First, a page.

Horatio Clare

In the eye of the storm

In her gripping account of the unseaworthy El Faro, lost with all hands in 2015, Rachel Slade exposes Tote Maritime as a top-to-bottom disgrace

‘We are globalisation,’ a senior executive at the shipping company Maersk told me. ‘We enable it, and we have questions about it too, but we ask them in isolation.’ He then granted me leave to travel on Maersk vessels wheresoever I wished in order to write a book about shipping and seafarers, promising that Maersk’s lawyers would not vet the manuscript before publication.

Maersk have little to fear from writers. The giant corporation is effectively public-relations proof (if they stopped their ships’ engines today there would be a worldwide supply crisis the day after tomorrow). Moreover, Maersk is among the industry’s leaders, confident that whatever I found would be better, or no worse, than average standards at sea.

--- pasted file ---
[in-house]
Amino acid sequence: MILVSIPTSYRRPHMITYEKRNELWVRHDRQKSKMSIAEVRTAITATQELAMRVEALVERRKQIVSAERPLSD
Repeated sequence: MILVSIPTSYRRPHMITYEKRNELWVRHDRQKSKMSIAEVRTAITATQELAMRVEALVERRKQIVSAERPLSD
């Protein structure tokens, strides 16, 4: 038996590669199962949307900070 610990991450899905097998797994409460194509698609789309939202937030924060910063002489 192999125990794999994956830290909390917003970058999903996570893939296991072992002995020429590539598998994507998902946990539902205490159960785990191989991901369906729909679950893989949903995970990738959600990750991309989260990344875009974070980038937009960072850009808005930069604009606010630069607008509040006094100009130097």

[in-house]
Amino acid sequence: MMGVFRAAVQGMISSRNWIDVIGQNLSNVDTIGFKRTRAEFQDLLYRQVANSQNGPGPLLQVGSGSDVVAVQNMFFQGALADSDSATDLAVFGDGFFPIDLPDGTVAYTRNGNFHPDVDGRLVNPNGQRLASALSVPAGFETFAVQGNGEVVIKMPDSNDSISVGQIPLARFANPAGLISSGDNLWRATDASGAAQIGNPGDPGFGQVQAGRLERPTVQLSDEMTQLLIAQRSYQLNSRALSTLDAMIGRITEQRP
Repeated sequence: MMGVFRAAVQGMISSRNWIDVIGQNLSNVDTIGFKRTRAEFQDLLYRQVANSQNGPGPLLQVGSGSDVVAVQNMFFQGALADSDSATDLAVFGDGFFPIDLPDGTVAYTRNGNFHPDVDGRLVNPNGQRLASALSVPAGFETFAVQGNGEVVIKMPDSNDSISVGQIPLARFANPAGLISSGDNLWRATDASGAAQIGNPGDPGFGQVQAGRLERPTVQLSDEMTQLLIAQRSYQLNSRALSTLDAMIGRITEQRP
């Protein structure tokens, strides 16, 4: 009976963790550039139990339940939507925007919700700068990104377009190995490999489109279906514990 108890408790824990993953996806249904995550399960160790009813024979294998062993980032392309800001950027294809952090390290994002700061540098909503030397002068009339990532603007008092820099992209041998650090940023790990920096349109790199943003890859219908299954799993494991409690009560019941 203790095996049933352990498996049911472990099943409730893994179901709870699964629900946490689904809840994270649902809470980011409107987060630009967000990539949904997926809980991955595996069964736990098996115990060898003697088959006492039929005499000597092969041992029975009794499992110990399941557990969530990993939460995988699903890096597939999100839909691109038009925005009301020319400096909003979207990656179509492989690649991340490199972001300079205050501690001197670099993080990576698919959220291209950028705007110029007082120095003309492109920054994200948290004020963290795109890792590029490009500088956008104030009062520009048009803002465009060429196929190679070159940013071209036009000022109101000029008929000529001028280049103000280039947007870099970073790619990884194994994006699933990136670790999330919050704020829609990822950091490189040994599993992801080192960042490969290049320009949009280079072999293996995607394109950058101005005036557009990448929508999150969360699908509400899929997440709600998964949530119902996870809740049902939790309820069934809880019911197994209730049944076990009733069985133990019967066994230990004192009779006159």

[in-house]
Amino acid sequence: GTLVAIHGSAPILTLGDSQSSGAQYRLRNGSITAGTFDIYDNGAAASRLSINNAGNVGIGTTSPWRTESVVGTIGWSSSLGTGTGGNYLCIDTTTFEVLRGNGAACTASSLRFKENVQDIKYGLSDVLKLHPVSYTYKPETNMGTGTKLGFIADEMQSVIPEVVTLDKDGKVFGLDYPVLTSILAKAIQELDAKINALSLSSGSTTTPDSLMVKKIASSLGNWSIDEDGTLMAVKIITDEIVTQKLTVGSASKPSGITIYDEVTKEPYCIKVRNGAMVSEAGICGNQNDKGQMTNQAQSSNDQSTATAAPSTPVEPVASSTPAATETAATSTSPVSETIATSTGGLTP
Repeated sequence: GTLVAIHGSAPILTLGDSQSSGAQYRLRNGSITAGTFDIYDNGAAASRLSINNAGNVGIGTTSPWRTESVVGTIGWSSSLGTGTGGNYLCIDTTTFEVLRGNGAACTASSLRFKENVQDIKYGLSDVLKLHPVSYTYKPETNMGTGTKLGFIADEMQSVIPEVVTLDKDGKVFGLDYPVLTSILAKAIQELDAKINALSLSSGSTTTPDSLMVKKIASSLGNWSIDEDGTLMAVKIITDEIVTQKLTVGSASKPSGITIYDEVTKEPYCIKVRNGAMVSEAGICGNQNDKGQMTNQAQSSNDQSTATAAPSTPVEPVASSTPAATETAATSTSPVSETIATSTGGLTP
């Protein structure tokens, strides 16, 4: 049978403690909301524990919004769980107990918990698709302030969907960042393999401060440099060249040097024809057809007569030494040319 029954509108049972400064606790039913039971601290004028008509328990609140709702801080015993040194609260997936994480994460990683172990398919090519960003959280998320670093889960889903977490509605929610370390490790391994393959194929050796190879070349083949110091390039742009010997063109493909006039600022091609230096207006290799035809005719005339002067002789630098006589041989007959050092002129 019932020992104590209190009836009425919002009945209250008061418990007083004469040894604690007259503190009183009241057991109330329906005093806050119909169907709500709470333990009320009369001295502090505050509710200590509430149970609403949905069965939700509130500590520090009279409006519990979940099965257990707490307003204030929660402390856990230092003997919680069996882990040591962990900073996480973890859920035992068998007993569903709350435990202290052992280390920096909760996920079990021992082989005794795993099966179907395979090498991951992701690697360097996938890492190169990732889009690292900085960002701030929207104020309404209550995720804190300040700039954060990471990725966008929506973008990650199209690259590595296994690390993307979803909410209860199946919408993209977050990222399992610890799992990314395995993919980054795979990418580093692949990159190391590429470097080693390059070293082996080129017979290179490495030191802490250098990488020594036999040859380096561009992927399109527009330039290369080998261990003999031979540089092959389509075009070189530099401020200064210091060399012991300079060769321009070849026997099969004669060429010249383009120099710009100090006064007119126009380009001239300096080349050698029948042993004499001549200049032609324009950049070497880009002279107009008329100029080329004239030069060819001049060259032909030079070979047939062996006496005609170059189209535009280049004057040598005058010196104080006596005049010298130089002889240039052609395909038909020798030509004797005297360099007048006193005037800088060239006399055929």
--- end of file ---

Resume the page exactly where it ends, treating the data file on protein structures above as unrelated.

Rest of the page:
The American company at the heart of Rachel Slade’s excellent and gripping Into the Raging Sea, Tote Maritime, seems to have been a top-to-bottom disgrace in 2015, when its 790-ft container ship El Faro went down with all 33 hands off the Bahamas, having driven into the eye of a hurricane named Joaquin.

Slade does an incisive and compelling job explaining what happened to the El Faro, cutting between the doomed voyage, the backgrounds of the crew, the story of American shipping, the incompetent and venal owners and the would-be rescuers and investigators.

Using transcripts from the bridge (ships record their navigators’ conversations, storing them in ‘black boxes’), Slade’s narrative begins in that slightly sickening and compulsive mode which makes the words of those on the brink of disaster such transfixing reading.

Captain Michael Davidson’s ship is dying under him, flooded, listing and without power. Conditions outside are so severe that a person could barely breathe and certainly could not stand, so chaotically violent and intermingled are the wind and sea. Davidson tries to call his company’s manager in charge of safety, designated the QI — Qualified Individual:

Already a subscriber? Log in

Keep reading with a free trial

Subscribe and get your first month of online and app access for free. After that it’s just £1 a week.

There’s no commitment, you can cancel any time.

Or

Unlock more articles

REGISTER

Comments

Don't miss out

Join the conversation with other Spectator readers. Subscribe to leave a comment.

Already a subscriber? Log in